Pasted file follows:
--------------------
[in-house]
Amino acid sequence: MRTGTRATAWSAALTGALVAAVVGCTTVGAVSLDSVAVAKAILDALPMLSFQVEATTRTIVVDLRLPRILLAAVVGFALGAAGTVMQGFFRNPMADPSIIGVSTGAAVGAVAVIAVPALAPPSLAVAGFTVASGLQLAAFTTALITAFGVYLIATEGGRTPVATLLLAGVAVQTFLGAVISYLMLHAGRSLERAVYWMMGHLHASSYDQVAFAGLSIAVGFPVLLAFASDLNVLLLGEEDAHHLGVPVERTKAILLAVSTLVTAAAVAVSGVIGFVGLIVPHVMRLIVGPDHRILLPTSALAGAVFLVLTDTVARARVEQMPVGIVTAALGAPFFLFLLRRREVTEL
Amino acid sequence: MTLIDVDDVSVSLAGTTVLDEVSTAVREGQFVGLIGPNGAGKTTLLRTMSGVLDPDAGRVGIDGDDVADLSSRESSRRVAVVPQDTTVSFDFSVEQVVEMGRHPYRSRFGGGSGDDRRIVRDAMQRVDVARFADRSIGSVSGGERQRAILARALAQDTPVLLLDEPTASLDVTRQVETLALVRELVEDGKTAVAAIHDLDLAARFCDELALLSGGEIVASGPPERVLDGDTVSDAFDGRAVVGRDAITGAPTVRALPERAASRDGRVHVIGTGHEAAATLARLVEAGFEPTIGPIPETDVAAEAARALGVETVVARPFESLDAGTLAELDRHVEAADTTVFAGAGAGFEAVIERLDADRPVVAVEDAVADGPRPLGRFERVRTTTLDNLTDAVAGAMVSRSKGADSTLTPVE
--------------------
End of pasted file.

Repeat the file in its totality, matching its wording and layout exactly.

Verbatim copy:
[in-house]
Amino acid sequence: MRTGTRATAWSAALTGALVAAVVGCTTVGAVSLDSVAVAKAILDALPMLSFQVEATTRTIVVDLRLPRILLAAVVGFALGAAGTVMQGFFRNPMADPSIIGVSTGAAVGAVAVIAVPALAPPSLAVAGFTVASGLQLAAFTTALITAFGVYLIATEGGRTPVATLLLAGVAVQTFLGAVISYLMLHAGRSLERAVYWMMGHLHASSYDQVAFAGLSIAVGFPVLLAFASDLNVLLLGEEDAHHLGVPVERTKAILLAVSTLVTAAAVAVSGVIGFVGLIVPHVMRLIVGPDHRILLPTSALAGAVFLVLTDTVARARVEQMPVGIVTAALGAPFFLFLLRRREVTEL
Amino acid sequence: MTLIDVDDVSVSLAGTTVLDEVSTAVREGQFVGLIGPNGAGKTTLLRTMSGVLDPDAGRVGIDGDDVADLSSRESSRRVAVVPQDTTVSFDFSVEQVVEMGRHPYRSRFGGGSGDDRRIVRDAMQRVDVARFADRSIGSVSGGERQRAILARALAQDTPVLLLDEPTASLDVTRQVETLALVRELVEDGKTAVAAIHDLDLAARFCDELALLSGGEIVASGPPERVLDGDTVSDAFDGRAVVGRDAITGAPTVRALPERAASRDGRVHVIGTGHEAAATLARLVEAGFEPTIGPIPETDVAAEAARALGVETVVARPFESLDAGTLAELDRHVEAADTTVFAGAGAGFEAVIERLDADRPVVAVEDAVADGPRPLGRFERVRTTTLDNLTDAVAGAMVSRSKGADSTLTPVE